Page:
Can the Apple TV reinvent itself?

I was in the middle of an ICTC (my new acronym for InterContinental Telepresence Conference) when I got an urgent message from Brian Chen at Wired News. Without any announcement, it seems, Apple had cut the price of its 160 GB Apple TV to $229, dropping the smaller model altogether. What did this mean? 

I've been following the Apple TV since its announcement 2.5 years ago. I bought one of the first, and I spent hundreds of dollars on TV shows testing it (I have all the episodes of Battlestar Galactica, seasons 1, 2, 3; and you don't). That said, I haven't used the Apple TV in months, even after I hacked it using Boxee. It's because the Apple TV doesn't make watching top shows easy enough to compete with cable, Hulu, and Netflix. 

Brian wrote a very solid piece in Wired News yesterday, click here to see the article. He managed to get in a lot of the big picture points I raised, which is always hard to do since I go there so quickly and barely pause to breathe. The point is this: The Apple TV is on its way out.

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How the recession affects Europeans' online behavior

Reineke Reitsma [Posted by Reineke Reitsma]

Due to the growth in Internet and broadband adoption in recent years and the increasing availability of easily accessible online content, we are seeing a change in the type of activities that European Internet users perform online.

Our Technographics data shows that although activities like sending email, using instant messaging, shopping, and researching products remain at the top of the popularity list, but peer-to-peer activities, such as watching videos from other online users and visiting social networking sites, are catching up fast.

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Intuit’s Real Challenge: Keeping Mint Fresh, Making It Relevant

[Posted by Emmett Higdon

Emmet-HigdonIntuit announced yesterday that it is purchasing online personal finance management (PFM) competitor for $170 million. On the surface, the marriage makes perfect sense. Synergy between the two should result in better PFM tools for both users and Quicken Online devotees. founder and CEO Aaron Patzer gushes in his blog that “by joining Intuit, we can accelerate our ability to add more fantastic new product functionality into both Quicken and”

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Twitter and Online Customer Service: Are Your Ears Burning?

Diane Clarkson [Posted by Diane Clarkson]


A recent analysis by PR firm Burson-Marsteller and Proof Digital Media found that more than half of Fortune 100 companies are using Twitter with two thirds of these companies using Twitter for some kind of customer service function.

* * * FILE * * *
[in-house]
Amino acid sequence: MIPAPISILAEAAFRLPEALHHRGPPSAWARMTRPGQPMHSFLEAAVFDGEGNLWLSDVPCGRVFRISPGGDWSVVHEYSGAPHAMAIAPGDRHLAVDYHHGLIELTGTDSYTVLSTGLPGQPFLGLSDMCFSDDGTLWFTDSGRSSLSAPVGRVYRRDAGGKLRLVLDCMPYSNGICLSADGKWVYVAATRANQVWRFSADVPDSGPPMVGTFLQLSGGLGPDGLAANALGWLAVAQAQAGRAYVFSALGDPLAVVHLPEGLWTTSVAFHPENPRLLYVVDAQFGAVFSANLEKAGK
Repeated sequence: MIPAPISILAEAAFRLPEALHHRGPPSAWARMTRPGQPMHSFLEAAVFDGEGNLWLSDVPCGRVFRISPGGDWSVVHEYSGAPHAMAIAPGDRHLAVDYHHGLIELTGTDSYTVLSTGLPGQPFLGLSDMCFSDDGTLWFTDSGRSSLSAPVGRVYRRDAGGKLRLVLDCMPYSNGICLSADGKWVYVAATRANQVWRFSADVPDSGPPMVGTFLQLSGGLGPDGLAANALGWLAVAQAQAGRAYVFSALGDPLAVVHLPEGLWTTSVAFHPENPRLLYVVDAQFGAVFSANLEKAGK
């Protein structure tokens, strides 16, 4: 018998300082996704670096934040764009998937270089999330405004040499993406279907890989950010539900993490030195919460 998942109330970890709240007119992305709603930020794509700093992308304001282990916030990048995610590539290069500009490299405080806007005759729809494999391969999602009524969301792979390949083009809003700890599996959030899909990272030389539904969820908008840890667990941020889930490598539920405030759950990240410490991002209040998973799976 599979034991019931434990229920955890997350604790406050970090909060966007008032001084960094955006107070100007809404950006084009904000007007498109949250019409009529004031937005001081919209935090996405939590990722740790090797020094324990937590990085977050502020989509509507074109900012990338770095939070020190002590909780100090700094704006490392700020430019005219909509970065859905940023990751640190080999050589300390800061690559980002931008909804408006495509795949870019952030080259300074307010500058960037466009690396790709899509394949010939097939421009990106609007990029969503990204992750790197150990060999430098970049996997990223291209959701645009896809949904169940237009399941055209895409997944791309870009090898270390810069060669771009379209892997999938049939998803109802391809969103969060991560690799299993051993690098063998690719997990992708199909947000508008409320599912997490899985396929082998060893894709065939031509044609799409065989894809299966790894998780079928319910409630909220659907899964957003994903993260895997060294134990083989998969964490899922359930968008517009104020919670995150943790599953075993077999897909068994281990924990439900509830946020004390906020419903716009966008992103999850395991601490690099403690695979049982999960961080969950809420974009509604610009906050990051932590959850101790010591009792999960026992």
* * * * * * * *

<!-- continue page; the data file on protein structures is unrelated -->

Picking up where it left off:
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Lead Management Automation: Market Overview In The Works

Laura Ramos [Posted by Laura Ramos]

With economic recovery still distant, business marketers look to 2010
and wonder what’s in store. How do you do more with less resources is a
common question I hear from CMOs, VPs of Marketing, and marketing
directors with whom I speak daily. Modern marketing can not scale effectively without automation.

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Would You Buy Pre-Rolls For $1 Per Thousand?

Nate Elliott[Posted by Nate Elliott]

Ad Age ran a fascinating piece this week about how CPG giant Reckitt Benckiser shifted $20 million of their TV budget to pre-roll ads, and then relentlessly hammered publishers on price. According to Ad Age, Reckitt bought some pre-rolls for as little as $1 per thousand.

Granted, the economy is clearly taking its toll on in-stream ad prices. And big budgets always earn marketers volume discounts. But when you realize that even in this market most high-quality pre-roll inventory costs upwards of $30 per thousand, the prices Reckitt paid look incredibly low.

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How do you get my Mom to buy gadgets?

You have Oprah promote them and offer a special coupon. That's all. That's how my Mom learned about the Kindle. She was motivated by the offer and bought one.

T-Mobile is using this tactic with their HTC 3G myTouch device. See Fierce post.


CE companies should pay attention - women make a lot of buying decisions.

Motorola CLIQ Delights with Social Networking Capabilities

by Julie Ask

I had the opportunity to demo MOTOBLUR on the Motorola CLIQ last night. The device will be available later this year with T-Mobile. It’s been a while since I’ve demo’ed a phone and immediately wanted to take one home.

First, let me say, I was really impressed with the look of the UI. The presentation of the widgets and information had a bit of a whimsical feel to them that appealed to me. I didn’ t feel as if I were clicking my way through a grid or file format. The pop-up boxes were cute. The device allows you to put your most frequently contacts on the home screen as an icon with a small photo – I was really drawn to this feature. [Forrester has written some research on dynamic address books and friendly UI's within the context of mobile social networking. ]

Spent most of my time focused on the social networking aspects. There were a number of features I really liked.

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The Data Digest: What Drives eReader Uptake?

Reineke Reitsma [Posted by Reineke Reitsma]

eReaders are hot. In the past year, the market for eReaders has finally taken off. Forrester estimates that by the end of 2009, the Amazon Kindle and Sony Reader Digital Book hit the 1 million mark in combined US sales.

But what will drive mainstream adoption? Consumers want lower prices, more and cheaper content, and love to see in person how an eReader looks, feels, and reads.



The total cost of listening

Suresh Vittal [Posted by Suresh Vittal]

Follow Me on SureshVittal

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